Monday, February 24, 2014


James Williamson and Linda Williamson at the 2.20.14 ceremony for James' induction into his alma mater Cal Poly Pomona College of Engineering Hall of Fame which features permanent displays of all its inductees, his own seen above. This makes the former technology corporate executive and current guitarist of Iggy and The Stooges the sole member of both the The Engineering Hall of Fame and the Rock and Roll Hall of Fame. Williamson co-wrote and shredded on 1973's game-changingly influential LP "Raw Power."

The newly unveiled Engineering Hall of Fame ceremony marked the 55th anniversary of the college and took place outside between the two Engineering buildings in Pomona's warm February weather, where we find Linda and James, below. Inspired by nascent computer technology, James attended and graduated after Iggy and The Stooges broke up in the mid-1970s with its eventual resurrection in the the 2000s and James rejoining in 2010. Cal Poly Pomona is part of the Claremont, California complex of world-renowned universities, and its engineering school vies with Stanford and Cal Tech as one of the three top tech destinations on the West Coast.

Below, Dr. Mahyar Amouzegar, Dean of the College of Engineering, far left, addresses all 22 recipients in the Hall of Fame's unveiling ceremony with James at far right amidst assorted "Captains of Industry."

Favorite part and understatement of the century, when all new Hall of Fame members' positions and accomplishments were read to the audience with a momentary, surprised pause at "James Williamson, Vice-president Sony Corporation, Technology Standards, retired, and member of Iggy and The Stooges band...well, that's interesting!"

Left, James obliges with autographs for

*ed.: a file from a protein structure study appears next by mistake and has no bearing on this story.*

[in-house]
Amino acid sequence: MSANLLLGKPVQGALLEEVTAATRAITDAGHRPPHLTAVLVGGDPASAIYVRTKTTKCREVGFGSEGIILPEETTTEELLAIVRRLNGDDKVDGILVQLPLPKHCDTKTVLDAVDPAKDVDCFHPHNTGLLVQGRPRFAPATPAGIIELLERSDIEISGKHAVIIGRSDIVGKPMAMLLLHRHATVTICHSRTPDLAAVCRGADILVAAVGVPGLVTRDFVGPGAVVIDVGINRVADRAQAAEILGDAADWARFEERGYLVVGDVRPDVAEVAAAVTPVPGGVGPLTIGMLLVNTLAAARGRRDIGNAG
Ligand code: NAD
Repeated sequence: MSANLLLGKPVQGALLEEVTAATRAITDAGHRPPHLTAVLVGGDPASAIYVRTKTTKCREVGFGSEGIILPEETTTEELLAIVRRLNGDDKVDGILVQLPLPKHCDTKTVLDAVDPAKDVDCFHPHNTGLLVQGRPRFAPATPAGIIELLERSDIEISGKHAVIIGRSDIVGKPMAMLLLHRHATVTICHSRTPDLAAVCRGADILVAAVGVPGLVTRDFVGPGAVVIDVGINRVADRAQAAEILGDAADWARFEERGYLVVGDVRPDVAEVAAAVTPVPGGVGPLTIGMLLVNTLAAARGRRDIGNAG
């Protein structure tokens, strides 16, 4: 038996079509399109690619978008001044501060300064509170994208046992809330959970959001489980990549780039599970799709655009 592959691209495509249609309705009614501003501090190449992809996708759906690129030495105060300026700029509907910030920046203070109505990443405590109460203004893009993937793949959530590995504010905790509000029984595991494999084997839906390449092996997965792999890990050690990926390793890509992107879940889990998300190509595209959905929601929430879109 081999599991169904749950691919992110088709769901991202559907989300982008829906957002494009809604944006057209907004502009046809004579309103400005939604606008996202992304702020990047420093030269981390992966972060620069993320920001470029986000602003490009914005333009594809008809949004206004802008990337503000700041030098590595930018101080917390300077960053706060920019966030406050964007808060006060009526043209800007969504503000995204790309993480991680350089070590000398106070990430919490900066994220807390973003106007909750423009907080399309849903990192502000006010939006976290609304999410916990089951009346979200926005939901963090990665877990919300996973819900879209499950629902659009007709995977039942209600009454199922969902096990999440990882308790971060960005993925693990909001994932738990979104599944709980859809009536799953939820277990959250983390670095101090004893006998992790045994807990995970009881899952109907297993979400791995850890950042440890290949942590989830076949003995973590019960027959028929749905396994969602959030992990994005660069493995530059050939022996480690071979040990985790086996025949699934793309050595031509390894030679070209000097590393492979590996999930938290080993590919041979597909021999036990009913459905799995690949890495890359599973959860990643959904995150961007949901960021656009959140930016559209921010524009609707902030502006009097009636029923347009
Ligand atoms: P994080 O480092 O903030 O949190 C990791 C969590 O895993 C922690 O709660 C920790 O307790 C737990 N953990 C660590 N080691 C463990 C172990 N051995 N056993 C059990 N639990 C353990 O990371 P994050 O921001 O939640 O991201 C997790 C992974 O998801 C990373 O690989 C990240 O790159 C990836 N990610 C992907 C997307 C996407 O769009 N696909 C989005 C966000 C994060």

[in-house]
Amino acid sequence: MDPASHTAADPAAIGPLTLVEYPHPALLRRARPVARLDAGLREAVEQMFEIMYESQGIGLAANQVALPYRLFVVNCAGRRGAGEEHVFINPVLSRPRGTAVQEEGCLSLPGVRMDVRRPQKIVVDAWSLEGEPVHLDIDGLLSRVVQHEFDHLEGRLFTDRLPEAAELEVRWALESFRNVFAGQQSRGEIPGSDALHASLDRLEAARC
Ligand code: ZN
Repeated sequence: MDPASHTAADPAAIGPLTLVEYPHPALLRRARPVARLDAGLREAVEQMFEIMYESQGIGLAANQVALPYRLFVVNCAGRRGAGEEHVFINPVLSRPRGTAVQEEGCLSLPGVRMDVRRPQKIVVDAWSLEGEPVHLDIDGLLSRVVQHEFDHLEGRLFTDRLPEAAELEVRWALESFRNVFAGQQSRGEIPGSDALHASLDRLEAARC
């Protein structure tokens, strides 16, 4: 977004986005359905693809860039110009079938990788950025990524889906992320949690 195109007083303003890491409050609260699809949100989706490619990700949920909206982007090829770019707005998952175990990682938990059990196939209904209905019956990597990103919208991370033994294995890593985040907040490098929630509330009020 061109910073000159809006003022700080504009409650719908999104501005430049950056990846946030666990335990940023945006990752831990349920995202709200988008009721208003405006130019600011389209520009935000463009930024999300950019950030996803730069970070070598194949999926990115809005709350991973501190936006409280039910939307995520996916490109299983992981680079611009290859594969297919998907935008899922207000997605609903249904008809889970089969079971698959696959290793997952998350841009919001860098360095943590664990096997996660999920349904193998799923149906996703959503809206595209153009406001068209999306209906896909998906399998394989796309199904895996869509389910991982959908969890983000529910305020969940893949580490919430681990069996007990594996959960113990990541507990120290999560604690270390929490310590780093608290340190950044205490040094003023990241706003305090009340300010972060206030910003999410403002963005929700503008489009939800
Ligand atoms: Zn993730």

Cal Poly Pomona College of Engineering Stooges' fans. Center and right, James in his other Hall of Fame role, 1973 and 2013.

When queried on his decision to switch gears from music to computers in the 1970s, James quoted his own honorarium, "My advice to the kids at Cal Poly on my Engineering Hall of Fame Plaque (is) '20 years from now the only regrets you'll likely have are the passions you didn't pursue.' I would have missed a lot if I'd had a hit record back then and we would most likely have killed ourselves. . . much better to be obscure in our case." Posterity now celebrates James Williamson as an inventor in both music and technology, expressions of his truest passions.

Guest photographer of the next three pics after her portrait, Amy D'Allesandro (below left) and I planned our Pomona trip to include visiting the Kellogg Arabian Horse Center at Cal Poly, part of its Equine Sciences program. The Kellogg Arabians' stud farm has been going strong there since 1925: its West Coast bloodstock Crabbet Arabian Horses (see breed savior Lady Anne Blunt's story in LINK) had been cast as Rudolph Valentino's mounts in his silent films "The Sheik" and its sequels. The delightful 1 and 1/2 week old foal who greeted us attests to the center's current breeding program success.

Sunday, February 16, 2014

R.I.P. CHRISTOPHER JONES: the secret life of a talented fine artist


My cousin Virginia suggested I note the Jan. 31, 2014 passing of her hometown-- Jackson, Tennessee --notable, actor Christopher Jones, who succumbed to cancer at age 72 (relatively recent photo top left by Greg Bryan.) His Jackson TN beginnings though were Dickensian, with his brother and him relinquished early on to Boys Town orphanage when his mother was institutionalized. He joined the Army to escape, went AWOL, made an Indiana James Dean homage road trip with a stolen car, hit New York for acting training, then did 6 months in MP slammer for same. But he always adored the world of the movies throughout, and made his way thusward again.

Despite obvious high points like his iconic lead Max Frost in 1968's Wild in the Streets (middle promo photo with Diane Varsi) Youth Culture-satirical film, his career was an oddly thwarted one. With good looks often compared to his almost comtemporary James Dean plus assorted Broadway stage and minor screen leads under his belt, he was cast in two big budget, A-list films The Looking Glass War and David Lean's Ryan's Daughter. Problem: his voice was dubbed in both features, news of which scuttled his future casting. His marriage to Susan Strasberg, daughter of his former acting teacher Lee, terminally foundered.